Kolby, incidentally, has his mind set on becoming a fire fighter, an interesting thought in and of itself. Out west, there is a certain niche for fire fighters who also like to jump--from planes--and land in the midst of wildfires. Sound dangerous enough for you, Kolby?
While we could definitely see and smell the smoke from the I-95 brushfire throughout the meet, it didn’t seem to influence another Spruce Creek senior, Rachel Wofford, to join her track teammate on the fire truck.
“I’m actually committed to Yale,” she told me. “I visited there in November. Hopefully, I’m going to major in chemistry and pursue a graduate degree in pharmacy at UF.”
But first, she has one last season to fulfill another ambition.
“I’ve never made it to the State Meet. It would be my ultimate goal to make it there and perform well.”
At this point, Rachel has two possibilities, as she proved in winning both the long jump (17’ 0”) and the triple jump (35’ 5”).
“The long jump is ‘around’ what I’ve been jumping all season, but my best is 18 feet,”--she set her PR of 18’ 3-1/4” at last year’s 4A District 2 Meet, on April 12th--“and I need to pick up my triple jump a little. I’m really happy with how things are going with the triple jump. I’ve really improved over where I was last year. I believe I jumped 34 feet at this meet last year.”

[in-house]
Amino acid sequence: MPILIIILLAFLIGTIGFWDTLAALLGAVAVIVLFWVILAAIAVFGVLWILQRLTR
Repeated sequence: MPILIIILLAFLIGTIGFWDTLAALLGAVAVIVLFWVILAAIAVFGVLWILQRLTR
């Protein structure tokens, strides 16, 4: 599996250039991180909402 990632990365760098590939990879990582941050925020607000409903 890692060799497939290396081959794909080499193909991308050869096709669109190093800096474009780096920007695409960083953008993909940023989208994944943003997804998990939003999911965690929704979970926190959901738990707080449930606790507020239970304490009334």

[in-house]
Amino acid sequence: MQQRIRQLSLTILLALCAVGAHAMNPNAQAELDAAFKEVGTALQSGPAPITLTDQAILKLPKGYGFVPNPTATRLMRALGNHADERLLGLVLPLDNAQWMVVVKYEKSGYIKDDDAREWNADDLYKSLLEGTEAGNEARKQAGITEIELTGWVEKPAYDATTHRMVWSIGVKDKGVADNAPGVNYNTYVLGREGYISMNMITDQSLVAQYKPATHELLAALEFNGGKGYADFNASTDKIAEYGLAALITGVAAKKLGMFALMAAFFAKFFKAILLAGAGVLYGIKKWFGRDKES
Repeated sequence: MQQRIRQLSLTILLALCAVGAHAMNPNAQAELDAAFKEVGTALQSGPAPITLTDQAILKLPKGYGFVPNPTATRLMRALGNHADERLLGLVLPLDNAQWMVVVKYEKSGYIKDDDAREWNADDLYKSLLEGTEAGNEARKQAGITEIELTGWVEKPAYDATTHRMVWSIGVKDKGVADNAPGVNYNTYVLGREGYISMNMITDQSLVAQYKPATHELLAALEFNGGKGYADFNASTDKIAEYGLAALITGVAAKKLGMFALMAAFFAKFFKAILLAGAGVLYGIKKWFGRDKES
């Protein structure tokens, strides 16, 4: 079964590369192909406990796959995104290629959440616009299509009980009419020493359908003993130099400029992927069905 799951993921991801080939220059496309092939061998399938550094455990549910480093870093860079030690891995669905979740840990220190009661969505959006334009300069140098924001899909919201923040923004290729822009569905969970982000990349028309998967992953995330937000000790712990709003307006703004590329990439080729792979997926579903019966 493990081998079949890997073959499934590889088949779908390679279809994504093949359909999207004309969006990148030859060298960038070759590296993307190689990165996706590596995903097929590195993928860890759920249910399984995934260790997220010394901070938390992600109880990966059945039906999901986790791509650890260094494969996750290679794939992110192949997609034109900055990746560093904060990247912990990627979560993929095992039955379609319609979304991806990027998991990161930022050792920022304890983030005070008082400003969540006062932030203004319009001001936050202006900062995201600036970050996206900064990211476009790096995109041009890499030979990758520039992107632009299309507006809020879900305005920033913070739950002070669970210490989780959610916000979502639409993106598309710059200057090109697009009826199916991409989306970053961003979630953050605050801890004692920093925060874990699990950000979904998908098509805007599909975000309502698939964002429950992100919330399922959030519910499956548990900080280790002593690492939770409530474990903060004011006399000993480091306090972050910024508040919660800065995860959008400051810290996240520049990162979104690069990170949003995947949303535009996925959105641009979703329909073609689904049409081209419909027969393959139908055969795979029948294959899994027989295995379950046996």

Rachel was also in a third event.
“Today, I ran in the shuttle hurdle relay. I really like the hurdles. It’s enjoyable, and there’s not a lot of pressure. It’s actually my first year of running them. He (Coach Gallon) thought I’d be decent at it, and this is the third meet that I’ve run it.”
Rachel found the windy conditions more of a problem on the hurdles than the jumps, perhaps because the girls’ jumps runway is more or less sheltered by a fence where the vegetation has grown along and through it.
“For the long and triple jump, it was relatively calm. But for the hurdles, I had a tail wind, which pressed me towards the hurdles. I felt like I had to slow down a little. We ended up getting third with our “B” team.”
As previously mentioned, Spruce Creek’s “A” team won that event with a 1:08. So her supporting role on the meet’s third best team is overshadowed by her leading the meet’s very best long jump and triple jump teams (SC’s team totals: 47’ 9” in the LJ, and 110’ 6” in the TJ). In that long jump, Sanford-Seminole’s Ravyn Mike also jumped 17’ 0”, tying Wofford for place and distance.